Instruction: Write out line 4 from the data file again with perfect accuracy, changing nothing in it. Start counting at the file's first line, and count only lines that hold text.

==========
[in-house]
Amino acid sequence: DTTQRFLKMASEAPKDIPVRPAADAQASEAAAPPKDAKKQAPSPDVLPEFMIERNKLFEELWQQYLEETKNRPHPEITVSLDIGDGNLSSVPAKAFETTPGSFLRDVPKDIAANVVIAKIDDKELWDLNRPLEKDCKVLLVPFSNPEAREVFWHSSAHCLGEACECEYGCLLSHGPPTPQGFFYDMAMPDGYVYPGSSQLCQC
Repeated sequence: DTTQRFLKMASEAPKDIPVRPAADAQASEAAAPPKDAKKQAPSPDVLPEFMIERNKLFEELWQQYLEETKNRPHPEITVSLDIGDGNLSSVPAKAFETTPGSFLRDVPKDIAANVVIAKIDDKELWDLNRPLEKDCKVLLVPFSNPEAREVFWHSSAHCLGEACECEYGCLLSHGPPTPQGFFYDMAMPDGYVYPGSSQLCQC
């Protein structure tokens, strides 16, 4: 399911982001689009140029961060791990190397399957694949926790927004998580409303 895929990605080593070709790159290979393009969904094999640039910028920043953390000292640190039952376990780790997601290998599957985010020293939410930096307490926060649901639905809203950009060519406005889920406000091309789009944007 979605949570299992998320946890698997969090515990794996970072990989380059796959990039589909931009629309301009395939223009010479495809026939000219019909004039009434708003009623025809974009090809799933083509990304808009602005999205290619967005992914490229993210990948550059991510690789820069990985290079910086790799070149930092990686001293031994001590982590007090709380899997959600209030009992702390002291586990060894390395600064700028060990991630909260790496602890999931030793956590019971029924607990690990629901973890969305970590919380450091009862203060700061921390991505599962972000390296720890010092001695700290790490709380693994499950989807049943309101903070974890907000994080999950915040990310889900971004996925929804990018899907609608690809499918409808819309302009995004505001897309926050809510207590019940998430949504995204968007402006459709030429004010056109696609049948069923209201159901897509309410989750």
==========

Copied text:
């Protein structure tokens, strides 16, 4: 399911982001689009140029961060791990190397399957694949926790927004998580409303 895929990605080593070709790159290979393009969904094999640039910028920043953390000292640190039952376990780790997601290998599957985010020293939410930096307490926060649901639905809203950009060519406005889920406000091309789009944007 979605949570299992998320946890698997969090515990794996970072990989380059796959990039589909931009629309301009395939223009010479495809026939000219019909004039009434708003009623025809974009090809799933083509990304808009602005999205290619967005992914490229993210990948550059991510690789820069990985290079910086790799070149930092990686001293031994001590982590007090709380899997959600209030009992702390002291586990060894390395600064700028060990991630909260790496602890999931030793956590019971029924607990690990629901973890969305970590919380450091009862203060700061921390991505599962972000390296720890010092001695700290790490709380693994499950989807049943309101903070974890907000994080999950915040990310889900971004996925929804990018899907609608690809499918409808819309302009995004505001897309926050809510207590019940998430949504995204968007402006459709030429004010056109696609049948069923209201159901897509309410989750």